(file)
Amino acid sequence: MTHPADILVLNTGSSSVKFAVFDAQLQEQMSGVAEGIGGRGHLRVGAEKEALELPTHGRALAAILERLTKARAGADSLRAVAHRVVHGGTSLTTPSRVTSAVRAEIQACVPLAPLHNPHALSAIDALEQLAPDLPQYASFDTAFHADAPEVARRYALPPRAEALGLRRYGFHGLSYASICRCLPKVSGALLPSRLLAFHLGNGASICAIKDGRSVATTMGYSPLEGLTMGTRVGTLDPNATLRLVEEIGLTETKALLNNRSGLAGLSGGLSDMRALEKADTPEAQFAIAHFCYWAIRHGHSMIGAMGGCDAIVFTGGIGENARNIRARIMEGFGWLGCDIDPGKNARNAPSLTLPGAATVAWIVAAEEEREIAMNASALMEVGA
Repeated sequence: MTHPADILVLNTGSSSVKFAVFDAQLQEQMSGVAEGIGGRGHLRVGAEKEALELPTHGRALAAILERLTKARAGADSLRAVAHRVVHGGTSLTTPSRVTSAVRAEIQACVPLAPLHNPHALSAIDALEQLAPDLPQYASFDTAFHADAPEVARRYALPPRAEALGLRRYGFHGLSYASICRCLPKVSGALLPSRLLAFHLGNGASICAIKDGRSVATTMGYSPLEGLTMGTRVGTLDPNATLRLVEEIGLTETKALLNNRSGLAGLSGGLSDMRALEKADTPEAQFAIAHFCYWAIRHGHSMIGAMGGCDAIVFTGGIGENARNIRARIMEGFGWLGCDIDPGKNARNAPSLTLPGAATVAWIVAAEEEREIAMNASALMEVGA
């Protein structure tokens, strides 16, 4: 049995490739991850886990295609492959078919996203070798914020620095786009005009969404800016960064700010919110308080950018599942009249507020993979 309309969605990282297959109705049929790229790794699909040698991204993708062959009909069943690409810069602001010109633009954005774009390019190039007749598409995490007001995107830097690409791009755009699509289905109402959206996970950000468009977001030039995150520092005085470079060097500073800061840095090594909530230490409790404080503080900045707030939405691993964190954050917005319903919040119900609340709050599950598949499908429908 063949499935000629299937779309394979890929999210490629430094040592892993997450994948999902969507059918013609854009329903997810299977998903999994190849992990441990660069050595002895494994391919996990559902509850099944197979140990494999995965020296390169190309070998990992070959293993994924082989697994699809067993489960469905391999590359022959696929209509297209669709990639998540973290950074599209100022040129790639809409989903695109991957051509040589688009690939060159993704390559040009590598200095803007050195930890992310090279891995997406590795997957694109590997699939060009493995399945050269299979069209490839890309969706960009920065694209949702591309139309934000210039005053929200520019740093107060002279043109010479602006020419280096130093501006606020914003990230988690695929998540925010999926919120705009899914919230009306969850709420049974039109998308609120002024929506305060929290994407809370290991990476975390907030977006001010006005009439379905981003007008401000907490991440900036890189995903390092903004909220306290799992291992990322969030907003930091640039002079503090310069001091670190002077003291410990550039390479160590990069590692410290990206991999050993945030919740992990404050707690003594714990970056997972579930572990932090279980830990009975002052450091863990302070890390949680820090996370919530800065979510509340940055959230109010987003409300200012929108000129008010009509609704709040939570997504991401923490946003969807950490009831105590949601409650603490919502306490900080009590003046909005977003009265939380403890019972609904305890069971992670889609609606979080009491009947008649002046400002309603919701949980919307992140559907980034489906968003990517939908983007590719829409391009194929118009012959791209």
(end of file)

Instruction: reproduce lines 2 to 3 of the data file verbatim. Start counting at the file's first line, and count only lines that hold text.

Repeated sequence: MTHPADILVLNTGSSSVKFAVFDAQLQEQMSGVAEGIGGRGHLRVGAEKEALELPTHGRALAAILERLTKARAGADSLRAVAHRVVHGGTSLTTPSRVTSAVRAEIQACVPLAPLHNPHALSAIDALEQLAPDLPQYASFDTAFHADAPEVARRYALPPRAEALGLRRYGFHGLSYASICRCLPKVSGALLPSRLLAFHLGNGASICAIKDGRSVATTMGYSPLEGLTMGTRVGTLDPNATLRLVEEIGLTETKALLNNRSGLAGLSGGLSDMRALEKADTPEAQFAIAHFCYWAIRHGHSMIGAMGGCDAIVFTGGIGENARNIRARIMEGFGWLGCDIDPGKNARNAPSLTLPGAATVAWIVAAEEEREIAMNASALMEVGA
């Protein structure tokens, strides 16, 4: 049995490739991850886990295609492959078919996203070798914020620095786009005009969404800016960064700010919110308080950018599942009249507020993979 309309969605990282297959109705049929790229790794699909040698991204993708062959009909069943690409810069602001010109633009954005774009390019190039007749598409995490007001995107830097690409791009755009699509289905109402959206996970950000468009977001030039995150520092005085470079060097500073800061840095090594909530230490409790404080503080900045707030939405691993964190954050917005319903919040119900609340709050599950598949499908429908 063949499935000629299937779309394979890929999210490629430094040592892993997450994948999902969507059918013609854009329903997810299977998903999994190849992990441990660069050595002895494994391919996990559902509850099944197979140990494999995965020296390169190309070998990992070959293993994924082989697994699809067993489960469905391999590359022959696929209509297209669709990639998540973290950074599209100022040129790639809409989903695109991957051509040589688009690939060159993704390559040009590598200095803007050195930890992310090279891995997406590795997957694109590997699939060009493995399945050269299979069209490839890309969706960009920065694209949702591309139309934000210039005053929200520019740093107060002279043109010479602006020419280096130093501006606020914003990230988690695929998540925010999926919120705009899914919230009306969850709420049974039109998308609120002024929506305060929290994407809370290991990476975390907030977006001010006005009439379905981003007008401000907490991440900036890189995903390092903004909220306290799992291992990322969030907003930091640039002079503090310069001091670190002077003291410990550039390479160590990069590692410290990206991999050993945030919740992990404050707690003594714990970056997972579930572990932090279980830990009975002052450091863990302070890390949680820090996370919530800065979510509340940055959230109010987003409300200012929108000129008010009509609704709040939570997504991401923490946003969807950490009831105590949601409650603490919502306490900080009590003046909005977003009265939380403890019972609904305890069971992670889609609606979080009491009947008649002046400002309603919701949980919307992140559907980034489906968003990517939908983007590719829409391009194929118009012959791209």